China has logged worse-than-expected trade figures for July, with both exports and imports falling sharply. The world's second-largest economy is feeling the pinch of lackluster domestic demand and mounting debt.
China's customs authorities reported Monday the Asian nation's imports plunged by 12.5 percent in July year-on-year.
Goods bought from partners abroad totaled $132.4 billion (119.4 billion euros) as weaker global commodity prices and slumping domestic demand weighed on purchases.
Exports also dropped markedly. They fell by 4.4 percent to $184.7 billion in July, disappointing analysts.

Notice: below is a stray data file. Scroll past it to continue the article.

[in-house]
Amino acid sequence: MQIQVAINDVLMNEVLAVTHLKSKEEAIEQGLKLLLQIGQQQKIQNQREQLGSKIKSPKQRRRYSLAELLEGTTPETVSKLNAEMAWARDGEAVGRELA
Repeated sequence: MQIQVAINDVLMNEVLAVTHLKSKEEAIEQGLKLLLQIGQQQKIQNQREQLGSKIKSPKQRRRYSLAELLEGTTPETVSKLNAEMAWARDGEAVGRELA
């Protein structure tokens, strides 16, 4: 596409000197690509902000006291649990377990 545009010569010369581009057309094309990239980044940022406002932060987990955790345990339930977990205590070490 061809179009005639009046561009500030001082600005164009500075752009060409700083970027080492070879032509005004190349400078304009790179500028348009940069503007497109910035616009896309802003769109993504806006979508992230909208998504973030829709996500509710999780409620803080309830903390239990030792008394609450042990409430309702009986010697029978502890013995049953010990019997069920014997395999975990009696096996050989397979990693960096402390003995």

"Signs of stronger manufacturing activity among many of China's key trading partners have so far failed to lift export growth," Capital Economics expert Julian Evans-Pritchard said in a research note.
China-EU trade a ray of hope
China is the world's biggest trader in goods and is crucial to the global economy, with its performance affecting partners around the globe.
In the first seven months of the year, China's total trade volume with the European Union rose by 1.8 percent, but it fell 4.8 percent with the US.
Chinese officials have denied the government in Beijing is deliberately allowing the yuan to slide so as to boost exports, arguing that economic fundamentals are responsible for the current situation.
hg/jd/ (AFP, Reuters)